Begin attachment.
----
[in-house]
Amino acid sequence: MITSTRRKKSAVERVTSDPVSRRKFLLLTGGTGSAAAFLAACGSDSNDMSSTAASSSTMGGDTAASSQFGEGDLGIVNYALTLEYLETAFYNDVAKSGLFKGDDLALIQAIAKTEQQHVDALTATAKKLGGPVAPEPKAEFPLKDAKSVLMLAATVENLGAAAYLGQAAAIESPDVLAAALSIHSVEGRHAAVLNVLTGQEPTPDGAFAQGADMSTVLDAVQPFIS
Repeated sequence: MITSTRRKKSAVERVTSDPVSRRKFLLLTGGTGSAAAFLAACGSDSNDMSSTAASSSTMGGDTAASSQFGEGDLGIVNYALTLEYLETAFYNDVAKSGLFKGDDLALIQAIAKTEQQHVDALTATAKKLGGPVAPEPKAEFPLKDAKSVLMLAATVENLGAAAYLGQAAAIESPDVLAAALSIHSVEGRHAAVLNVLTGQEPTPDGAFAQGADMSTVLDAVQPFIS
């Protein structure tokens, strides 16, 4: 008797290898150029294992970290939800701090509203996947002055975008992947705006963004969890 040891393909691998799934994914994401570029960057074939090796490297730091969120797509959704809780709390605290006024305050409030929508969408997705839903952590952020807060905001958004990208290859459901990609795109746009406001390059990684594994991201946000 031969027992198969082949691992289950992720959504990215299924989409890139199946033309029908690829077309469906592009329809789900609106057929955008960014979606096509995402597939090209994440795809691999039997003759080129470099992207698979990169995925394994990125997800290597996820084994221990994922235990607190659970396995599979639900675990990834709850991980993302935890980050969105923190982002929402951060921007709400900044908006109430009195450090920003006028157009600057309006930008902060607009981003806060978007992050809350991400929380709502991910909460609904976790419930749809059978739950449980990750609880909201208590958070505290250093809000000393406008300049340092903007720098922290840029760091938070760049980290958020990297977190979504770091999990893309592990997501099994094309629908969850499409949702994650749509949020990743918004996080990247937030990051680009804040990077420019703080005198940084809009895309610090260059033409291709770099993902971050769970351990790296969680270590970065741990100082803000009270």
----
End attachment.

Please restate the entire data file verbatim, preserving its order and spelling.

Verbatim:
[in-house]
Amino acid sequence: MITSTRRKKSAVERVTSDPVSRRKFLLLTGGTGSAAAFLAACGSDSNDMSSTAASSSTMGGDTAASSQFGEGDLGIVNYALTLEYLETAFYNDVAKSGLFKGDDLALIQAIAKTEQQHVDALTATAKKLGGPVAPEPKAEFPLKDAKSVLMLAATVENLGAAAYLGQAAAIESPDVLAAALSIHSVEGRHAAVLNVLTGQEPTPDGAFAQGADMSTVLDAVQPFIS
Repeated sequence: MITSTRRKKSAVERVTSDPVSRRKFLLLTGGTGSAAAFLAACGSDSNDMSSTAASSSTMGGDTAASSQFGEGDLGIVNYALTLEYLETAFYNDVAKSGLFKGDDLALIQAIAKTEQQHVDALTATAKKLGGPVAPEPKAEFPLKDAKSVLMLAATVENLGAAAYLGQAAAIESPDVLAAALSIHSVEGRHAAVLNVLTGQEPTPDGAFAQGADMSTVLDAVQPFIS
């Protein structure tokens, strides 16, 4: 008797290898150029294992970290939800701090509203996947002055975008992947705006963004969890 040891393909691998799934994914994401570029960057074939090796490297730091969120797509959704809780709390605290006024305050409030929508969408997705839903952590952020807060905001958004990208290859459901990609795109746009406001390059990684594994991201946000 031969027992198969082949691992289950992720959504990215299924989409890139199946033309029908690829077309469906592009329809789900609106057929955008960014979606096509995402597939090209994440795809691999039997003759080129470099992207698979990169995925394994990125997800290597996820084994221990994922235990607190659970396995599979639900675990990834709850991980993302935890980050969105923190982002929402951060921007709400900044908006109430009195450090920003006028157009600057309006930008902060607009981003806060978007992050809350991400929380709502991910909460609904976790419930749809059978739950449980990750609880909201208590958070505290250093809000000393406008300049340092903007720098922290840029760091938070760049980290958020990297977190979504770091999990893309592990997501099994094309629908969850499409949702994650749509949020990743918004996080990247937030990051680009804040990077420019703080005198940084809009895309610090260059033409291709770099993902971050769970351990790296969680270590970065741990100082803000009270």